How popular is the baby name Rebecca in the United States right now? How popular was it historically? Find out using the graph below! Plus, see baby names similar to Rebecca and check out all the blog posts that mention the name Rebecca.

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Popularity of the Baby Name Rebecca

Number of Babies Named Rebecca

Born in the U.S. Since 1880

Posts that Mention the Name Rebecca

Baby Names from Pullman Cars?

pullman car, train,Years ago I posted about Livonia, a baby both born on and named after a Pullman car. Recently I wondered: What other Pullman car names would have made good baby names?

So I downloaded a big spreadsheet of over 12,000 Pullman car names from The Pullman Project and was slightly surprised to see that thousands of them could have been baby names, if we allow for the splitting of compound car names (like Fort Miley, Glen Norman, Meredith College, and West Willow).

Here are a handful of examples. On the left are relatively common/familiar names, and on the right are some unexpected choices.

Alana, Archer, Arnold Adriatha, Arundel, Arvonia
Baxter, Becket, Bradley Bantry, Bellonia, Besco
Calvin, Catalina, Clyde Cadesia, Clarnie, Clymer
Dana, Deborah, Dwight Darlow, Dathema, Dodona
Edith, Eileen, Elmo Edminster, Emalinda, Etherley
Finley, Flavia, Floyd Fithian, Flaxton, Florilla
Gary, Georgette, Grayson Gavarnie, Gilia, Gloxinia
Harper, Harriet, Hector Harista, Humela, Hythe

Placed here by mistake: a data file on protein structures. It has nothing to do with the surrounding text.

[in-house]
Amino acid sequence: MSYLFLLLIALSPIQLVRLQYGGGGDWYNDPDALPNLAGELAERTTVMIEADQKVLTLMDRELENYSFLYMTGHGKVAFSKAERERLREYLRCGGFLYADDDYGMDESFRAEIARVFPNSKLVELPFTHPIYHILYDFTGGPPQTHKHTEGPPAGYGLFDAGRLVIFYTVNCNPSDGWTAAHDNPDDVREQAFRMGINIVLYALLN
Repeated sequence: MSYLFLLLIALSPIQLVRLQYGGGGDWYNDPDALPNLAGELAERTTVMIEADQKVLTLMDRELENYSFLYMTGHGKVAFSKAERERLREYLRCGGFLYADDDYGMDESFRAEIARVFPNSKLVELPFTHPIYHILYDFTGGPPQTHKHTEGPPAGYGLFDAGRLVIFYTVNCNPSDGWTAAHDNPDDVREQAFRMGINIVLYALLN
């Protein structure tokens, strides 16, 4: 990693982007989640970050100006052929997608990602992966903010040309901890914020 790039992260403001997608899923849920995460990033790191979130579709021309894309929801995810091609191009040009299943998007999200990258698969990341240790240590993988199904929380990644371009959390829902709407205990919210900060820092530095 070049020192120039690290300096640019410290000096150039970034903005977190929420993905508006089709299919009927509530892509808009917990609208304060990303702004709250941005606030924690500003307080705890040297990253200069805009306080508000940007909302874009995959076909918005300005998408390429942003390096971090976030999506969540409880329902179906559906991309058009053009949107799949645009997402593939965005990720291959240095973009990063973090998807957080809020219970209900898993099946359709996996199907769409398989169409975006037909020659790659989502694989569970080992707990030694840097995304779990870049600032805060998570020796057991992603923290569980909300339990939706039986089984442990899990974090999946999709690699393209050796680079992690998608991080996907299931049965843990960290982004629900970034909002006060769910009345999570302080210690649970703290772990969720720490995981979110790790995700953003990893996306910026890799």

Iona, Isabella, Ivan Irvona, Isleta, Ixion
Jessica, Jordan, Julia Jacelia, Jathniel, Justitia
Kara, Keith, Kenneth Keinath, Kenia, Kittson
Laurel, Lewis, Linden Lauveta, Leolyn, Lysander
Madison, Marco, Maude Mardonia, Mayence, Morganza
Nicola, Noel, Nora Narinda, Nasby, Norlina
Olivia, Omar, Otis Oaklyn, Olanda, Oxus
Parker, Perry, Philippa Penlyn, Pipila, Pixley
Quincy Quarren
Rebecca, Riley, Ronald Rexis, Risley, Ruxton
Sarah, Scott, Susanne Salphrona, Sarver, Sibley
Thora, Tracy, Tyler Tascott, Tilden, Tisonia
Vanessa, Vernon, Victoria Varick, Vinora, Vivita
Wesley, Wilson, Wren Welby, Wescott, Wexford

Which of the names above do you like best?


The “Elda Rema” Baby Name Formula

baby name formula, elda rema

In his book The American Language, H. L. Mencken mentioned a “woman professor in the Middle West [with] the given name of Eldarema, coined from those of her grandparents, Elkanah, Daniel, Rebecca and Mary.”

The woman he’s talking about did exist, but Mencken didn’t get her name quite right.

Elda Rema Walker was botany professor at the University of Nebraska in Lincoln. And so was her sister — here they are, listed one after the other, in the University of Nebraska General Catalog for 1916-1917:

elda rema walker, leva belle walker

(Leva Belle’s names were also inspired by family — parents Levi and Isabel.)

So here’s the Elda Rema baby name formula:

  • First name =
    • First 2 letters of one grandfather’s name +
    • First 2 letters of the other grandfather’s name
  • Middle name =
    • First 2 letters of one grandmother’s name +
    • First 2 letters of the other grandmother’s name

Using the names of your parents and your partner’s parents, can you come up with any usable first + middle combos?

The best I can do is “Aujo Elhe.” Hopefully you can do better…

Source: H. L. Mencken. The American Language. New York: Alfred A. Knopf, 1921.

Five-Name Friday – The Return of Suggestion Posts!

five name friday, call for requests

Update, 6/21/2017: Check out the Need a Name? page.

The people have spoken! Well, not all the people. Only those people who voted in the poll that was sitting in my sidebar for about a month.

In any case, those specific people spoke. That is, they voted. And what they voted for was a weekly baby name suggestion post.